There is no limit to where you can go from here. You can implement wrappers for the commands you use most often. As you have seen, it is straightforward to concatenate shell commands together. Save time by designing a simple easy-to-use interface that will automate your more mundane tasks so you will have more time to concentrate on the actual implementation.

Note of warning: this tutorial only covers the very basics of setting up a web interface around executed shell commands. This is intended only for development environments, as it is very easy for a user to enter malicious commands into your form fields or to modify the URLs to access data that should otherwise be local and private.

This tutorial covers a basic prototype of a possible web interface for grep and cat. You may want to expand it so that the user has a bigger set of options to choose from (for example, to exclude results containing some other criteria, or to interpret Perl regular expressions).

Furthermore, this prototype does not consider error reporting of any kind. Because what you may want to do is largely experimental, you may want to show all warnings through the PHP runtime configuration:

error_reporting( E_ALL );

Thanks for sticking all the way to the end. I look forward to what crazy applications and interfaces you can now come out with in the future!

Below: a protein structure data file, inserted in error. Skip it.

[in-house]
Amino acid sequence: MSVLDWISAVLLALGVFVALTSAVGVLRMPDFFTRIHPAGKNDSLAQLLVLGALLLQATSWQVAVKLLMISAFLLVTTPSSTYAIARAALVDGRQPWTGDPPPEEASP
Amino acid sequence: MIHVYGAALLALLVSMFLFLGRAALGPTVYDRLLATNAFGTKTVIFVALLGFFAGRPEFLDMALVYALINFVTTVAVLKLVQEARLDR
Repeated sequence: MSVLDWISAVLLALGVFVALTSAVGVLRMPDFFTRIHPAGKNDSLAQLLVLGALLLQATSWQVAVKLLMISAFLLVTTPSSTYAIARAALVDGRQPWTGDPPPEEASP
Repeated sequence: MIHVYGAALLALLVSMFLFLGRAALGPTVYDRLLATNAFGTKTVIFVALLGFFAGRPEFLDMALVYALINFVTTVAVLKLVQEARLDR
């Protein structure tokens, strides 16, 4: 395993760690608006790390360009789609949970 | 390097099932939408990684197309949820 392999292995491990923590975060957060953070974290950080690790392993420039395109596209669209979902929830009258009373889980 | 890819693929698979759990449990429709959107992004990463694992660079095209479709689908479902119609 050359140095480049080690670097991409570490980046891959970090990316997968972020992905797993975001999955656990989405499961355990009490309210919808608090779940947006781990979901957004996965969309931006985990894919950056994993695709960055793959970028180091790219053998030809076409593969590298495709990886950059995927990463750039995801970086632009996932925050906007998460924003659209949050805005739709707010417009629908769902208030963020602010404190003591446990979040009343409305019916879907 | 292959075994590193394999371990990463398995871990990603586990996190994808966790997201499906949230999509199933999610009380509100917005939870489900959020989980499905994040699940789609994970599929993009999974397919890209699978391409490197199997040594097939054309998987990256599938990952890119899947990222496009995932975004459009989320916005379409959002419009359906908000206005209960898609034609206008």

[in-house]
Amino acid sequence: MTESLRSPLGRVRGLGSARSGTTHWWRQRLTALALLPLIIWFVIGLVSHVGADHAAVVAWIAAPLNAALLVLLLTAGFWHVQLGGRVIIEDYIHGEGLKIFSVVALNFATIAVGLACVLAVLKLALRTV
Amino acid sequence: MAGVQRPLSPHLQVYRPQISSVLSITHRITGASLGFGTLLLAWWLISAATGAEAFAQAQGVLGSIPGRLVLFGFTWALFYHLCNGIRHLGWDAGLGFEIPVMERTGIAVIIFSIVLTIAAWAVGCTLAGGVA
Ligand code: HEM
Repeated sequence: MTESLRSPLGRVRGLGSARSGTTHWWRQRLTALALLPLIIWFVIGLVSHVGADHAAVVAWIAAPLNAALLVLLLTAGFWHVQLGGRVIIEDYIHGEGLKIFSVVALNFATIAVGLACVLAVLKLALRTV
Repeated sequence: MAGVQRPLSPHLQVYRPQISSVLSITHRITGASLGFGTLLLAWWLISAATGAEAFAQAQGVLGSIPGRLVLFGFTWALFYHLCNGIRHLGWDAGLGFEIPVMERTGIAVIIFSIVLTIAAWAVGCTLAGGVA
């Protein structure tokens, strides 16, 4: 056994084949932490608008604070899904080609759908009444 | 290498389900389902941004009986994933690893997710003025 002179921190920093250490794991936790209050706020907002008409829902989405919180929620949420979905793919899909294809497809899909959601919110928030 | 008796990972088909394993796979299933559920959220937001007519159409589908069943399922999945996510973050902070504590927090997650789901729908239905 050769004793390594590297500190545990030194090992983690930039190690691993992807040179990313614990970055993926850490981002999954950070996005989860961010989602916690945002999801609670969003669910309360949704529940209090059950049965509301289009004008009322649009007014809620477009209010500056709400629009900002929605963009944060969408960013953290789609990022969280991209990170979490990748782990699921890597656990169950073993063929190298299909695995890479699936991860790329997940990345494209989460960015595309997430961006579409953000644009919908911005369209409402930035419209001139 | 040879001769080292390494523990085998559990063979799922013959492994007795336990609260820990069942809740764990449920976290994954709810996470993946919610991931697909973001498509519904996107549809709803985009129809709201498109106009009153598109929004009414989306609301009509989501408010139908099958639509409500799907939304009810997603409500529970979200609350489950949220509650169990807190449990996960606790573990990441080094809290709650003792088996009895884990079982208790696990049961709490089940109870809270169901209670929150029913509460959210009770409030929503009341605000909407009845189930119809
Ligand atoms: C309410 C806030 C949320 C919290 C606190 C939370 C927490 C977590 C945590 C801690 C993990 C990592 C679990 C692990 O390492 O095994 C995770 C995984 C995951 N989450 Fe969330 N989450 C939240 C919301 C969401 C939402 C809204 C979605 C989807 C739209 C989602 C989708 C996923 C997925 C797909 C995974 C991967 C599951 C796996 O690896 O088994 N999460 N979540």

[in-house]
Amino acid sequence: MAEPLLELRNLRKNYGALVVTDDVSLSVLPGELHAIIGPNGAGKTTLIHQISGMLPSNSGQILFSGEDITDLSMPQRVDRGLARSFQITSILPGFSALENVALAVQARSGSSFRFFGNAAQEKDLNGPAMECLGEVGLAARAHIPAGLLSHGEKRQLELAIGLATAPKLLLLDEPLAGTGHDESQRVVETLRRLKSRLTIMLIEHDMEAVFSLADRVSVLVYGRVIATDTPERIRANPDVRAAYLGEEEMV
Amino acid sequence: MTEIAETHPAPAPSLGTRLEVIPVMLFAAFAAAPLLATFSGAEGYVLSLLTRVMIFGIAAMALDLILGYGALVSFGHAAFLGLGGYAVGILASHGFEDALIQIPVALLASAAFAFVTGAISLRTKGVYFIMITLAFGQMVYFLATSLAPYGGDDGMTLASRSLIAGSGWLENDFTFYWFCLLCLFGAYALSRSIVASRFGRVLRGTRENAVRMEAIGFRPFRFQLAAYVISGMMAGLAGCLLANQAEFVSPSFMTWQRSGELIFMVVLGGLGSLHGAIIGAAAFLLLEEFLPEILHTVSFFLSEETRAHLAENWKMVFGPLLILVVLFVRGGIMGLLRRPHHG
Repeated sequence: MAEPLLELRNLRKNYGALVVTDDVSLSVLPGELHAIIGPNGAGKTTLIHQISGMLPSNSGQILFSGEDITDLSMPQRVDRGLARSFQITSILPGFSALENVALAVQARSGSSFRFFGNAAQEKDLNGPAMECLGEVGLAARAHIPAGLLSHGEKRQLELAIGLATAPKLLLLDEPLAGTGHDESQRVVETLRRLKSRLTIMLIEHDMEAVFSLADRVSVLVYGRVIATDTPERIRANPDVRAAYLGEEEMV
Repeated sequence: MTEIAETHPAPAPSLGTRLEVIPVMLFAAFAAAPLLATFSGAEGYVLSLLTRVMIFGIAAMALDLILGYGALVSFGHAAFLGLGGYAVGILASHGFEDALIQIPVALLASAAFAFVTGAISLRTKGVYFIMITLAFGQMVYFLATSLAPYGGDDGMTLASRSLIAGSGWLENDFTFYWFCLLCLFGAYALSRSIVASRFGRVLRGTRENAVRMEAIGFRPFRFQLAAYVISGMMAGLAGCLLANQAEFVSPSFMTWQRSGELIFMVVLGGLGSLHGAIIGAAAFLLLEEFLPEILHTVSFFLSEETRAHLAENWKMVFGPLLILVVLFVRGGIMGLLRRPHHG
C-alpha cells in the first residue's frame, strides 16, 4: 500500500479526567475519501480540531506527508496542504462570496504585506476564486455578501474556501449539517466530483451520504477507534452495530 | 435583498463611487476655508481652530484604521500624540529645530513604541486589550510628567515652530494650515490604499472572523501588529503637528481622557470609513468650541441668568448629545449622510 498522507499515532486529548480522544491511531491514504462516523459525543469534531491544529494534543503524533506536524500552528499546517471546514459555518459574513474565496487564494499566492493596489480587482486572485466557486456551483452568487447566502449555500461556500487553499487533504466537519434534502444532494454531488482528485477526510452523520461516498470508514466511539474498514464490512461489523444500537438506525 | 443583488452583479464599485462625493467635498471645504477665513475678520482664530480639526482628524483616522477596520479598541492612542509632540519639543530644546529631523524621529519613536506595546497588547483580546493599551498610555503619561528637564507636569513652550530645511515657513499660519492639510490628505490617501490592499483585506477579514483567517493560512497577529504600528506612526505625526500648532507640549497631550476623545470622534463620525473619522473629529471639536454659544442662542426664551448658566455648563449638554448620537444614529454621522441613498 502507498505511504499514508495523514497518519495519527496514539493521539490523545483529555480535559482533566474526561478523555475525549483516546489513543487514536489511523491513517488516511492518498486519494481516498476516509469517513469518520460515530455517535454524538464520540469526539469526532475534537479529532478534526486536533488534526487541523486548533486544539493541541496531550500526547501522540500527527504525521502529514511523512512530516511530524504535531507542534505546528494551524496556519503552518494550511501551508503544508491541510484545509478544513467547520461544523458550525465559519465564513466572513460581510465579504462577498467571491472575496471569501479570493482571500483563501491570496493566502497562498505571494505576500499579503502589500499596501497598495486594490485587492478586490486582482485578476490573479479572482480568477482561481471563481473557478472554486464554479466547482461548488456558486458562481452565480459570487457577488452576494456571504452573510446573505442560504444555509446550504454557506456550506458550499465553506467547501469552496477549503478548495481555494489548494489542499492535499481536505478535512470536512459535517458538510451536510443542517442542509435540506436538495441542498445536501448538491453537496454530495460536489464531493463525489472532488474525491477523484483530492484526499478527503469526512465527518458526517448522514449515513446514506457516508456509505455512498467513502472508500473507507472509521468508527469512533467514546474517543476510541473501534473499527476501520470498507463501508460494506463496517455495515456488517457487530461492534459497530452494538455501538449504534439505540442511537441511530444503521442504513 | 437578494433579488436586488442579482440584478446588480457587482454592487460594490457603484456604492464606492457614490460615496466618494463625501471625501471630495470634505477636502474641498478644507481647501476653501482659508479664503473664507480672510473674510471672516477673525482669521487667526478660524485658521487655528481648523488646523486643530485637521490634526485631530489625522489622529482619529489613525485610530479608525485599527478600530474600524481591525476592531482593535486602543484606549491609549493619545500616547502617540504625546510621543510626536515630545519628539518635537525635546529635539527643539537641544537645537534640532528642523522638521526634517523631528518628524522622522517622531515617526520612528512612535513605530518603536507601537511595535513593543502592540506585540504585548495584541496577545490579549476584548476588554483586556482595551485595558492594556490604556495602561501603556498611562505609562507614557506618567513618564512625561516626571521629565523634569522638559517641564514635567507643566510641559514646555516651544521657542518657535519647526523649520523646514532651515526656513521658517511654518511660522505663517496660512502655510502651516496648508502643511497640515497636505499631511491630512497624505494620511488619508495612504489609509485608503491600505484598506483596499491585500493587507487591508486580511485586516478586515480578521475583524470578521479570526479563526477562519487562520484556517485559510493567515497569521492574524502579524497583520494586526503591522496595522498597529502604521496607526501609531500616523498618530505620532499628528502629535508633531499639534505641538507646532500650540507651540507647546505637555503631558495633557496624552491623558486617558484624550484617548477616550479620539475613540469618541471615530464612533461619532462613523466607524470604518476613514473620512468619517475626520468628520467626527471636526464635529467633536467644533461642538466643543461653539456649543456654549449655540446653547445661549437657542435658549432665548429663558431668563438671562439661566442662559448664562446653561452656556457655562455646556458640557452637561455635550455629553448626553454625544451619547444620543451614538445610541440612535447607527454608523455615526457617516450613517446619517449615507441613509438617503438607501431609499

References

  1. PHP: exec, today’s superhero, and its faithful sidekick, escapeshellarg
  2. htmlspecialchars, a handy function to convert special characters to their HTML entities
  3. SyntaxHighlighter, the code highlighting magic used by Apache, Mozilla, Yahoo!, WordPress, and Freshbooks

Source Files

As promised, here is a zip file that contains a working source for this tutorial which you can drop into your PHP environment to get you going.

  1. I just came across this blog and it is a good article, a little bit on the long end but pretty satisfactory one.

    Sep 4th, 2010
  2. Just what I wanted. But what happened to the ZIP file?

    Peter Newman
    Feb 20th, 2011
  3. Oops – should be fixed now. Try again.

    Jeremy Chan
    Feb 22nd, 2011
  4. This is absolutely gorgeous and elegant. Kudos and thanks for the script highlighting integration, very extensible.

    Oct 9th, 2011